“Dice” Season 2 opens with an “It’s a Wonderful Life” parody.
[Editor’s Note: The following review contains spoilers for “Dice” Season 2. Proceed at your own behest, but IndieWire believes “Dice” is not a show that can be spoiled by sharing genre plot details.]
Titled “It’s a Miserable Life,” the premiere shoots into an alternate reality — fitting, given it airs with “Twin Peaks” in Showtime’s Sunday night lineup — after Dice, the character inspired and played by Andrew Dice Clay, is told the world would be a better place without him in it. Specifically, a rabbi screams at him, “The world would be a better place if Andrew Dice Clay had never been born!”
Be it the fervor with which the words are conveyed or the religious status of the rabbi screaming them, Dice is profoundly affected. The next thing you know, he’s waking up in a hotel room, alone, with a whole new life. He’s not a washed-up comedian anymore. He never was one.
Instead, he’s a bespectacled salesman on a trip to Las Vegas to make a big pitch to a prospective client. His co-workers are ready to celebrate his 35 years with the company. His wife — a woman from his youth who he remembers for giving great blow-jobs — calls him in the morning to wish him well, and his sons are happy tech developers in northern California.
The premise is all set up rather quickly, with Dice reeling from the change as more and more familiar faces are re-introduced as their altered selves. Most clarifying among the changes between a Dice-filled and Dice-less world comes when Dice is sitting at the bar with his wife from another life, Carmen (Natasha Leggero). A newscaster on the TV mentions that Hillary Clinton is the current president, and she’s helped achieve world peace. Carmen says, “It’s such a relief she won, right?” Dice agrees, still baffled, and that’s the end of the discussion.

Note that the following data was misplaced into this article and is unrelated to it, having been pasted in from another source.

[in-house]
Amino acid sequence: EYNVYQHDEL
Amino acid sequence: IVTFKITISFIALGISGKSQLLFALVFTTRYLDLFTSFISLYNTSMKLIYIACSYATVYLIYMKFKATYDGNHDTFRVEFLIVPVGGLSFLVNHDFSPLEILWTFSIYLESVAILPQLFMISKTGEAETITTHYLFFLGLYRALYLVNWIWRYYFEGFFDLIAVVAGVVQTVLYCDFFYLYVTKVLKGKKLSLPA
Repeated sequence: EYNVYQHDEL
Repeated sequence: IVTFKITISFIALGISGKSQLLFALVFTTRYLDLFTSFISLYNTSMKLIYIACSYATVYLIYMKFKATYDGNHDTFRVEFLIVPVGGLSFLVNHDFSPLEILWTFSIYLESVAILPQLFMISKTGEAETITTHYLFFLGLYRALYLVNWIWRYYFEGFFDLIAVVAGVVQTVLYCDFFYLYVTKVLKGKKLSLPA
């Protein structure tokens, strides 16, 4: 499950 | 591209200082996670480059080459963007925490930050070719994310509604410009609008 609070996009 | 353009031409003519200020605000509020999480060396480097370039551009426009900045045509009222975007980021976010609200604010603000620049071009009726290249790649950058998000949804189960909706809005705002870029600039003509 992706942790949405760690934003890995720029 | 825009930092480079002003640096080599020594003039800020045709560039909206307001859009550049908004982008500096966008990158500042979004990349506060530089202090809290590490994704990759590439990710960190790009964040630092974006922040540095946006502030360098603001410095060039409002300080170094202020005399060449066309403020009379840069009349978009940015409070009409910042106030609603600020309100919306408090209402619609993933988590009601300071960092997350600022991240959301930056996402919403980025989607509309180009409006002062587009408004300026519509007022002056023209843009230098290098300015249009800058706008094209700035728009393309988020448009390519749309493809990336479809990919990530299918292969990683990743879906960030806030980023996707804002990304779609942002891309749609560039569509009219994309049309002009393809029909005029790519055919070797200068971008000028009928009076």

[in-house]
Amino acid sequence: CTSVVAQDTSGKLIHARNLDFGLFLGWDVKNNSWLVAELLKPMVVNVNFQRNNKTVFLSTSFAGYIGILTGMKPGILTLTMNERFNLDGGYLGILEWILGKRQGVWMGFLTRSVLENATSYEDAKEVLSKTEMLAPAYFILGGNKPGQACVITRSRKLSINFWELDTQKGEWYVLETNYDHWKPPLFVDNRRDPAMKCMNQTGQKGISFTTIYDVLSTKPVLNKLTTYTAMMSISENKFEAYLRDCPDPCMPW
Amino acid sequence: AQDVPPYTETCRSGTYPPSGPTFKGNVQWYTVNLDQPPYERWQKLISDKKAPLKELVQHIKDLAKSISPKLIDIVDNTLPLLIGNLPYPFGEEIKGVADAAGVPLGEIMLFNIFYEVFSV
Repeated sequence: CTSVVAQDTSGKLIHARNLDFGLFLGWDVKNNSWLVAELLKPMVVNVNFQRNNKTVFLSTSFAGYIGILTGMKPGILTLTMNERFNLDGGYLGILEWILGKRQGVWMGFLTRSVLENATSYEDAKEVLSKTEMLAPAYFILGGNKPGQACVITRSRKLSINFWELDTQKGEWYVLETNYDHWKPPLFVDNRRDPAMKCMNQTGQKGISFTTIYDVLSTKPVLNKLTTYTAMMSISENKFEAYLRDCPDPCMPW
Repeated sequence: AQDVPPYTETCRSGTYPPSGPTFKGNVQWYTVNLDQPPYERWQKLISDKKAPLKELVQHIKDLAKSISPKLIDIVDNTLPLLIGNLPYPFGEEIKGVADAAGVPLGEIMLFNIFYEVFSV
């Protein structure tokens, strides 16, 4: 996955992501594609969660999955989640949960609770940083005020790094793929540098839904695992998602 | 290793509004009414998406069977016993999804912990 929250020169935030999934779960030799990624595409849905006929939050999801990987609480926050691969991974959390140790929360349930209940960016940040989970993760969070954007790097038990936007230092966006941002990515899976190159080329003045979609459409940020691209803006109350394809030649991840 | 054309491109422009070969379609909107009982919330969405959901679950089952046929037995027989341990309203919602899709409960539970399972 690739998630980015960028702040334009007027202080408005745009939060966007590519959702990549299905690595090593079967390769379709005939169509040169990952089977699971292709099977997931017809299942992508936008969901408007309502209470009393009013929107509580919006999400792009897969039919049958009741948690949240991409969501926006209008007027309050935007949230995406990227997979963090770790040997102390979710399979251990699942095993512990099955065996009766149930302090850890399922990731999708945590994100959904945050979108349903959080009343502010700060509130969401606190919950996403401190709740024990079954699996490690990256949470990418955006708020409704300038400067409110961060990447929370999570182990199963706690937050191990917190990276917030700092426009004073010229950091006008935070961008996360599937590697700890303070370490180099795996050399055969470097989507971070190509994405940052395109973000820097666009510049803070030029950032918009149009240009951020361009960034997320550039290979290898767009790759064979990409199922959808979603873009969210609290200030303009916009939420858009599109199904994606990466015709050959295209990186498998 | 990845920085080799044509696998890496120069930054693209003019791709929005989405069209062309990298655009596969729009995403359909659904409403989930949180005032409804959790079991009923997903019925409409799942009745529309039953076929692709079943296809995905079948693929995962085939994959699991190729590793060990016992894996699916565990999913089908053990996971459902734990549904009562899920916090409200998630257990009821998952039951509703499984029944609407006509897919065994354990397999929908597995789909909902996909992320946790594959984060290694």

Like saying the word “period” at the end of a sentence, it’s a big moment and not just because Dice’s alternate reality seems more alluring than ever with each passing day in our current hellscape. Whether he’s in character or revealing a true side of himself, Dice is putting forth the belief that, without his influence on American culture, Donald Trump would never have become president. That world peace would be right around the corner only feels slightly more far-fetched.
But should it? It’s a big statement, especially considering how many fingers have been pointed at so many different reasons for our current president’s rise. Yet Dice rose to pop culture prominence around the same time as our Cheeto-in-Chief and via a macho persona many considered sexist and vulgar.(Not to mention, Clay appeared with Trump on Season 1 of “Celebrity Apprentice.”) He was a shock comic, and he was often accused at hiding behind the caveat “it’s just a joke!” when it seemed like much of what he said was adopted by his audience.
Is it that big of a stretch to blame Dice for helping to normalize a culture of patriarchal sexism to the point where a president could survive a sexual assault scandal by claiming it was just “locker room talk”? Decide for yourself, because “Dice” won’t say.